Lakewood Public Schools has carefully orchestrated its plan to open schools for full-day in-person instruction on September 4th. Yet efforts to control perception and press only go so far, and at Lakewood’s school board meeting last week, things went a bit sideways.
Every day media outlets receive a flurry of emails from Lakewood school board attorney Michael Inzelbuch: my inbox today included bus schedules, a letter from the New Jersey Department of Education approving the district’s reopening plan, lists of cleaning protocols and HVAC maintenance. The message is clear: trains are running on time, reopening plans are proceeding without a hitch, and — with the exception of Lakewood Education Association, which expressed a “lack of confidence” in the district’s ability to keep everyone healthy — parents (mostly Latino and low-income) overwhelming want their kids back in school.
This all may be true (although Superintendent Laura Winters conceded that remote instruction wouldn’t work because “the district doesn’t have enough computers for all students”). Yet the video of last Thursday’s school board meeting —the first one since March where board members appeared in-person, for how can you send kids and teachers to school when the board does its work on Zoom? —shows that parents are not as sanguine as portrayed.
First a little background: the board met in a room where chairs were placed apart (not six feet but whatever) and attendees wore masks. But an unanticipated number of parents — about 100 –showed up. To accommodate them, a tent was set up outside with a video feed from the meeting and the parents were given an opportunity to ask questions. (You can see the video here, which is on the Lakewood Scoop, a platform that serves the ultra-Orthodox community. I couldn’t find a video on the district website, although the meeting was livestreamed.)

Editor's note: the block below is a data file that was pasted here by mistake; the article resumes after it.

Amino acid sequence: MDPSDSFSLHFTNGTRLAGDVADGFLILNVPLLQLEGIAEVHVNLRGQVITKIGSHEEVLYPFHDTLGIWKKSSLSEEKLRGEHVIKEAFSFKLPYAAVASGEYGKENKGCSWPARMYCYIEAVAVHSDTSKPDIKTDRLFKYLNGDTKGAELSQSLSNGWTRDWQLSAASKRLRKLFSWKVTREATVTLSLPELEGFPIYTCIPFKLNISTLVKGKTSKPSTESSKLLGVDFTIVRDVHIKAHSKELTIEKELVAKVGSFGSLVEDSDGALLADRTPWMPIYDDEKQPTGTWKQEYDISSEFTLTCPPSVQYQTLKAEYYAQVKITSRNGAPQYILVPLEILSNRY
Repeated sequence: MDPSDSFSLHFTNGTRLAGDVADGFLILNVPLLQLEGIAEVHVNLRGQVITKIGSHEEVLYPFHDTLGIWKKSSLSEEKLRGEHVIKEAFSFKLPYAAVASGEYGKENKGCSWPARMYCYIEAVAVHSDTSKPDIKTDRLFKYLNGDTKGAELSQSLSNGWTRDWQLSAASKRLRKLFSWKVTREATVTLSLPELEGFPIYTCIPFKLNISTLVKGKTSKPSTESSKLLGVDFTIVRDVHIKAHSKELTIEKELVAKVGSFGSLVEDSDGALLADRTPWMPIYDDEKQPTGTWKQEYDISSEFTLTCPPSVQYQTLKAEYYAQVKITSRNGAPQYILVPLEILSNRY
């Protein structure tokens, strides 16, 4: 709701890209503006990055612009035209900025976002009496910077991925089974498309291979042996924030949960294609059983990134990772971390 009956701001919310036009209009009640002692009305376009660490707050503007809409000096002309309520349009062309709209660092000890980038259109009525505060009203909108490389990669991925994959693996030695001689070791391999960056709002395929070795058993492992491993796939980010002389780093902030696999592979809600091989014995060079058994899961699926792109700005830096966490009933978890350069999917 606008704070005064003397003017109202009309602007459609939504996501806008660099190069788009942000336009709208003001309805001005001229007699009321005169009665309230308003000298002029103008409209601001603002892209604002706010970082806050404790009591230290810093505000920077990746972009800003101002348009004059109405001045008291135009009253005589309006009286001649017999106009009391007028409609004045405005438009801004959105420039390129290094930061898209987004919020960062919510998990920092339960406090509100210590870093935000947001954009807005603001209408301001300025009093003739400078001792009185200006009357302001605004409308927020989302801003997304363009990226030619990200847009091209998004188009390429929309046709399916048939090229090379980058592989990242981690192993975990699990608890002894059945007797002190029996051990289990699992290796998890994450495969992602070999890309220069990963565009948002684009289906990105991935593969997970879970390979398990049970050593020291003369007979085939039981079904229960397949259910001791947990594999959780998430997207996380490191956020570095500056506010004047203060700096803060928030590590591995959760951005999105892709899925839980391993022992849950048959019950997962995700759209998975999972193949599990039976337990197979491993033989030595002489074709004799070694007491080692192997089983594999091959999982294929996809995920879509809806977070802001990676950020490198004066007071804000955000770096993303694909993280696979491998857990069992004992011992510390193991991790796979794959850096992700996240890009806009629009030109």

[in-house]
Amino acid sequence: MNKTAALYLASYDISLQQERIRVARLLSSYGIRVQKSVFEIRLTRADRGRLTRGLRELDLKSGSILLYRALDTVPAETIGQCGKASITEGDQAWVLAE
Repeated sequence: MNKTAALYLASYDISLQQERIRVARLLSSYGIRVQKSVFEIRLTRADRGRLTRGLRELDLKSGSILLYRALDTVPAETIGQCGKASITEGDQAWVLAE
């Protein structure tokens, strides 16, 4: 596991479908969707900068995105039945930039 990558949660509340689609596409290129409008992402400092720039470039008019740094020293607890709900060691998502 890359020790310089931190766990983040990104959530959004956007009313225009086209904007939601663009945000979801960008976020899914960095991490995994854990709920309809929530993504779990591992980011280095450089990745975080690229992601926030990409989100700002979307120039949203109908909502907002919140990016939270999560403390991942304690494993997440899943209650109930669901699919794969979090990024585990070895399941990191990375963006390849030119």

At about 14 minutes into the video you’ll see the camera pan outside. Inzelbuch speaks to Ana Faone, the translator, and he asks for questions. The audio goes in and out but you can see the parents, all wearing masks, milling around. The parents are concerned about how children will be safe on buses. (In Lakewood almost all the kids take buses to school.) Inzelbuch says the buses will be limited to 41 students (capacity is 54), all wearing masks, and the two seats behind the driver will be unoccupied. (According to EdWeek, if capacity is 56 students, no more than 28 masked students should be on a bus to avoid contagion.) An aide will be on the bus “if available.” The parents know that the same buses are used by the 37,000 non-public school students to travel to 130 different yeshivas. Those children don’t wear masks, which is one of their concerns. Inzelbuch explains that he doesn’t control those children.
Then, technological problems ensue. The parents can’t hear Inzelbuch and he can’t hear the parents’ questions. The camera cuts back to the indoor meeting and much of the rest is taken up with coaches introducing students who are eager to play sports and a doctor who says “the problems with distance learning are immense” and the district’s reopening plan is “incredible.” Also, an attendee wearing a yamulke who got a seat inside says he supports the reopening plan because Trump says the risk for children is “extremely low.”
Luckily reporter Gustavo Martinez Contreras of the Asbury Park Press was there to get more information from parents. He writes,
Sure, this is Lakewood. But nearby Toms River is opening fully-virtual. Nearby Howell is trying a hybrid, with students attending school two days a week, as is Point Pleasant. “Zoom is gloom,” says Inzelbuch. So is coronavirus.
[…] parents beg to differ and say they’re being “used as props”: see here. Some teachers feel the same way. District rhetoric to the contrary, the Lakewood Education […]
[…] Lakewood children are riding school buses that are supposed to hold no more than 28 students but instead hold 41, rendering social-distancing impossible. Those buses are also used by 37,000 non-public school […]
[…] Because the 40,000 thousand Lakewood children who attend ultra-Orthodox day schools (yeshivas) are crowded onto buses that also carry 6,000 low-income Latino students to the public district. Because (as reported by Hefkervelt) a group of rabbinical leaders called […]